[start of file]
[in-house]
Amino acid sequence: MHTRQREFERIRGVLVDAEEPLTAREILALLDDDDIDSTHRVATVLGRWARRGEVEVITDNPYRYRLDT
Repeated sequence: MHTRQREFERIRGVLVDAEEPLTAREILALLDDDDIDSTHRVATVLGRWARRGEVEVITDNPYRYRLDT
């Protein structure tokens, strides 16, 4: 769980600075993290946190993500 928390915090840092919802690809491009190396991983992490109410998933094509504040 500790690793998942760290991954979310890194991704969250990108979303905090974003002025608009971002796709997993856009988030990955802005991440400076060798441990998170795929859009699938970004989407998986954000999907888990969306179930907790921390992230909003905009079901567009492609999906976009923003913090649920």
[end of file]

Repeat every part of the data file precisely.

[in-house]
Amino acid sequence: MHTRQREFERIRGVLVDAEEPLTAREILALLDDDDIDSTHRVATVLGRWARRGEVEVITDNPYRYRLDT
Repeated sequence: MHTRQREFERIRGVLVDAEEPLTAREILALLDDDDIDSTHRVATVLGRWARRGEVEVITDNPYRYRLDT
């Protein structure tokens, strides 16, 4: 769980600075993290946190993500 928390915090840092919802690809491009190396991983992490109410998933094509504040 500790690793998942760290991954979310890194991704969250990108979303905090974003002025608009971002796709997993856009988030990955802005991440400076060798441990998170795929859009699938970004989407998986954000999907888990969306179930907790921390992230909003905009079901567009492609999906976009923003913090649920």